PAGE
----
— The world has been grieving along with Newtown and the physical manifestation of that grief — a tide of teddy bears and toys, letters and cards, checks and cash, even hams and turkeys — has been delivered by mail and by hand since just after the Dec. 14 shootings.
A need arose quickly for someone to manage the donations, still coming daily via U-Hauls, vans, school buses, box trucks and 18-wheelers. Deliveries have come from Chicago, Texas, Arkansas, Nebraska and by mail from across the country and beyond, Chris Kelsey, the town assessor, and other town officials said.
"A couple of weeks ago, I was the assessor," Kelsey said.
Since then, he's had a new job — organizing gifts in a warehouse that looks to be the size of a grocery store on Simm Lane, off South Main Street. The warehouse is starting to resemble the closing scene in "Raiders of the Lost Ark," with brown boxes stacked high to create aisles.
After the school massacre in which 20 children and six women were shot to death at Sandy Hook Elementary School, Kelsey said, he has put in 60- to 80-hour work weeks coordinating volunteers who sort through the donations.
Some mementos are delicate — paper snowflakes the size of dinner plates. Mounds of orange, blue and purple stuffed-animals — tens of thousands of them — are heaped in overflowing boxes near school supplies and other donations.
"It never stopped," Kelsey said of the days leading up to Christmas. "We worked all through the weekend."
The warehouse was closed on Dec. 25, but on Wednesday, he and at least 20 town workers and volunteers were organizing toys and supplies into boxes, by category. On Wednesday afternoon, a box truck unloaded while a school bus waited nearby to do the same.
On Thursday, about 50 volunteers sorted puzzles, Barbies, Disney Cinderella dolls, lacrosse sticks, footballs, fleece blankets, Tonka trucks, Battleship board games, clothing and food.
"We had a frozen lasagna delivered from Texas Steakhouse," said Lauren Trahan of Plainfield, who is a volunteer coordinator with the Adventist Community Services Disaster Response.
The lasagna and other food have been distributed to some families, and the rest is taken to a refrigerated storage unit at Trades Lane, near a campus of municipal buildings at Fairfield Hills, a former institution for the mentally ill.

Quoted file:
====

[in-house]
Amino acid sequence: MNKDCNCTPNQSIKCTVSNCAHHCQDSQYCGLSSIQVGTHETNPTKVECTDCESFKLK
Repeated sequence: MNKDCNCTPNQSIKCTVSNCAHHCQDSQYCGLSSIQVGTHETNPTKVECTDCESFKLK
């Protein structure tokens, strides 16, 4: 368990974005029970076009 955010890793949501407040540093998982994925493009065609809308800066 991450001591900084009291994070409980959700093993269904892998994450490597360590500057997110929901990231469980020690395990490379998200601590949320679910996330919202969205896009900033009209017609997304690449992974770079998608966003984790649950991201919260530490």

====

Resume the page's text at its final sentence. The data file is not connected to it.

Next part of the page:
The same outpouring of letters followed terrorist attacks on Sept. 11, 2001.
"We were told by the Post Office that 9/11 peaked in two weeks," Kelsey said. "I have a feeling, because of the holiday, we haven't hit the peak."
First Selectman E. Patricia Llodra said Newtown is trying to honor the wishes of those who donated gifts by taking an inventory, and "our intention ultimately is to donate" the gifts in honor of Sandy Hook Elementary.
"The state and the country and the world has been generous," Llodra told The Courant.
At the Simm Lane warehouse, a couple from the Syracuse, N.Y., area had just driven to donate school supplies. Husband and wife Molly McGarry and Eilert Bonk arrived at the loading dock shortly after noon Thursday with their son Ben, 16, and relatives from New Hampshire.
McGarry, who said she is a teacher at East Syracuse Elementary, started crying just thinking about the shootings.
"My school was very touched by everything that's happening. … My community will do anything to help," she said.
Bonk added, "Everybody's heart is broken."
While delivered items are being directed to Simm Lane, mail is going to a different location — a nondescript warehouse on Trades Lane.
The U.S. Postal Service receives 10 or 12 metal carts full of mail for Newtown every day, each the size of a double-door refrigerator, stuffed with envelopes and boxes.
Some letters are addressed to the victims, or their families. In one corner of the warehouse are rows of green recycling bins, labeled with the names of each victim, and filled with envelopes and boxes. The mail sits there for later distribution to the families. It's still not clear if, or when, they might want the deluge of attention and affection.
The space — about 8,000 to 10,000 square feet — is filling up.
"People drove out here from Oklahoma on Christmas Eve to see that their package arrived," said Dennis Stratford, who works in maintenance for the school district.
For safety, the mail and donations are checked by state police and a bomb-sniffing dog.
"Everything we had here had to be sniffed by the dogs," he said.
At first, the warehouses were guarded by state police and other law enforcement. A security guard patrolled the Trades Lane warehouse Wednesday, and a Newtown police officer arrived in the afternoon.
Stratford was one of two people inside the building sorting mail on Wednesday. Some of the mail was addressed simply to the town, or to the school. Envelopes had cash — including one with a $100 bill — and others contained checks, he said. For that reason, the rest of the mail is being sorted and not opened, he said.
It's anything you can imagine, Stratford said.
"There was tractor-trailers of teddy bears alone," he said. "There's homemade Tiffany lamps, a lot of food."
In back of the warehouse is a refrigerated container filled with food, which Kelsey said he is discouraging as a form of donation. Alternatively, people can buy gift cards for local businesses in Newtown as a way to offer food to the volunteers. Those gift cards should be mailed to Chris Kelsey, Town Assessor, 3 Primrose St., Newtown, CT 06470.
If people want to give, Kelsey also recommends the United Way fund. Donations can be mailed to Sandy Hook School Support Fund, c/o Newtown Savings Bank, 39 Main St., Newtown, CT 06470 or to the Newtown Memorial Fund, operated through the United Way of Western Connecticut, at http://newtown.uwwesternct.org.